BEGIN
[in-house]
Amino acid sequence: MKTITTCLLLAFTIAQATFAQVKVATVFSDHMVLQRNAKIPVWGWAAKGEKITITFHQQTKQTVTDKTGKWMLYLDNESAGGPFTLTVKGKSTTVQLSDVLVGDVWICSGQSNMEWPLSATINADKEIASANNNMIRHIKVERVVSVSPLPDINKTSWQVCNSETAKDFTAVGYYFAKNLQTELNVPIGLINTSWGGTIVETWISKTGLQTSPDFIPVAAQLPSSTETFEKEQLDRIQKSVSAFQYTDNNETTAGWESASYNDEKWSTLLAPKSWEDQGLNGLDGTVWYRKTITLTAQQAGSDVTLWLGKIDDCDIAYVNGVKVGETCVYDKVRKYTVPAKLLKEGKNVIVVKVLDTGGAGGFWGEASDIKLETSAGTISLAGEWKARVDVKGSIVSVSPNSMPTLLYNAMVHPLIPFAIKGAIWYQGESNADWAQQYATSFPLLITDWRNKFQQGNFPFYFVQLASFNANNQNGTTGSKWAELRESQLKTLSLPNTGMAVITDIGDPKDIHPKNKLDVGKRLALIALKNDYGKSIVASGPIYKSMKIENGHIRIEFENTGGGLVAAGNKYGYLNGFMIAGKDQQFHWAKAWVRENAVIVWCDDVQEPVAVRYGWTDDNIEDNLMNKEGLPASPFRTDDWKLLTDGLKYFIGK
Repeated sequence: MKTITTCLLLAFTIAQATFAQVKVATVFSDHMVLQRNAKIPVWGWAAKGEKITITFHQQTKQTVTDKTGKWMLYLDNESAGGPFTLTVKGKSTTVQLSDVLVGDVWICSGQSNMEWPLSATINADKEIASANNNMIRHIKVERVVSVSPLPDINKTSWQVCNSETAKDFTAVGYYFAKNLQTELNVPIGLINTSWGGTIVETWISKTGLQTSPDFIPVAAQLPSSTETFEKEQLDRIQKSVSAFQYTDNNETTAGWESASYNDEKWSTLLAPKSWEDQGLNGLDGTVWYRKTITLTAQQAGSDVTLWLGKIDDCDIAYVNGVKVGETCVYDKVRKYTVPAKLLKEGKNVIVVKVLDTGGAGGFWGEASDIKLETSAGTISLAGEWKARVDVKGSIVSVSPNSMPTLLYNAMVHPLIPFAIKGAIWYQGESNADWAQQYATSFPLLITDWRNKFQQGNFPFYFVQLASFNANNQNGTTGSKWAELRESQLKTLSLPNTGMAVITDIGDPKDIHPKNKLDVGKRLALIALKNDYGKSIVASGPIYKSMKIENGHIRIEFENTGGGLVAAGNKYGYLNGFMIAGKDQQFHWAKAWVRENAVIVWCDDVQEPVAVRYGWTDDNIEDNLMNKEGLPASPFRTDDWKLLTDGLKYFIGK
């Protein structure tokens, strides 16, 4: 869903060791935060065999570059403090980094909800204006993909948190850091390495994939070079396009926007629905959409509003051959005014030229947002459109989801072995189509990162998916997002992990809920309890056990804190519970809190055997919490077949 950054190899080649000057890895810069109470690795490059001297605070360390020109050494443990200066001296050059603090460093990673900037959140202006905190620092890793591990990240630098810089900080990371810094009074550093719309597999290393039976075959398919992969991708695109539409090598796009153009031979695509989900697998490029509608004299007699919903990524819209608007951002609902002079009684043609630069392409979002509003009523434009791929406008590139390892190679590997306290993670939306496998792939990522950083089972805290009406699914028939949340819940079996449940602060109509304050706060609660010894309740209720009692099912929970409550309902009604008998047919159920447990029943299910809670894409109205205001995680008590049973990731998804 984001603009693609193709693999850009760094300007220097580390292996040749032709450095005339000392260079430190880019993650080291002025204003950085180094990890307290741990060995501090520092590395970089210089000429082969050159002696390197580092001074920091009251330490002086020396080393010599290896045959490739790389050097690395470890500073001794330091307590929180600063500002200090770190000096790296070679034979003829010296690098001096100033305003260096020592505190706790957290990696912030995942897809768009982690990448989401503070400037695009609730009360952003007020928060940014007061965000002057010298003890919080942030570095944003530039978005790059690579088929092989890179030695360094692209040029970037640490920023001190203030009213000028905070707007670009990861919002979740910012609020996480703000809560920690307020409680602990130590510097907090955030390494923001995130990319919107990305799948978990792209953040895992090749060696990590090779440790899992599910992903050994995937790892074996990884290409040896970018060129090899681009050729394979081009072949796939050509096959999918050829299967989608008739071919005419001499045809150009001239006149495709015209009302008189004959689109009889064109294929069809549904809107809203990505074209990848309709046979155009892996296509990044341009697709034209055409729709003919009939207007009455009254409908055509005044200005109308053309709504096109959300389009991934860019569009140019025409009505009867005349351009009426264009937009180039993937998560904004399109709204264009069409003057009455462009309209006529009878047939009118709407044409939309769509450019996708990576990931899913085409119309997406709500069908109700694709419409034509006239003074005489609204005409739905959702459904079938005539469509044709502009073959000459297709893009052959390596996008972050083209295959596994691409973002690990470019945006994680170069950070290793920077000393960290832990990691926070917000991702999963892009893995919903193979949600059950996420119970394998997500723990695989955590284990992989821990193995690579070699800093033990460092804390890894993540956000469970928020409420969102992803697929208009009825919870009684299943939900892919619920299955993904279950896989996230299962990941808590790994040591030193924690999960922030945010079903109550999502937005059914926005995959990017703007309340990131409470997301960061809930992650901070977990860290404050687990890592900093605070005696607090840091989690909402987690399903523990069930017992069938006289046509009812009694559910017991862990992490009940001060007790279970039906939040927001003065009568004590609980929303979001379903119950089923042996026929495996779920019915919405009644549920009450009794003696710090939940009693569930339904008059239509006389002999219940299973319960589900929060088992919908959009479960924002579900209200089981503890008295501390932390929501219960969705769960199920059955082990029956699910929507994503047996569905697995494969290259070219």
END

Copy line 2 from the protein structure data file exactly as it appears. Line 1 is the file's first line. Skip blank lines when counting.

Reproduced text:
Amino acid sequence: MKTITTCLLLAFTIAQATFAQVKVATVFSDHMVLQRNAKIPVWGWAAKGEKITITFHQQTKQTVTDKTGKWMLYLDNESAGGPFTLTVKGKSTTVQLSDVLVGDVWICSGQSNMEWPLSATINADKEIASANNNMIRHIKVERVVSVSPLPDINKTSWQVCNSETAKDFTAVGYYFAKNLQTELNVPIGLINTSWGGTIVETWISKTGLQTSPDFIPVAAQLPSSTETFEKEQLDRIQKSVSAFQYTDNNETTAGWESASYNDEKWSTLLAPKSWEDQGLNGLDGTVWYRKTITLTAQQAGSDVTLWLGKIDDCDIAYVNGVKVGETCVYDKVRKYTVPAKLLKEGKNVIVVKVLDTGGAGGFWGEASDIKLETSAGTISLAGEWKARVDVKGSIVSVSPNSMPTLLYNAMVHPLIPFAIKGAIWYQGESNADWAQQYATSFPLLITDWRNKFQQGNFPFYFVQLASFNANNQNGTTGSKWAELRESQLKTLSLPNTGMAVITDIGDPKDIHPKNKLDVGKRLALIALKNDYGKSIVASGPIYKSMKIENGHIRIEFENTGGGLVAAGNKYGYLNGFMIAGKDQQFHWAKAWVRENAVIVWCDDVQEPVAVRYGWTDDNIEDNLMNKEGLPASPFRTDDWKLLTDGLKYFIGK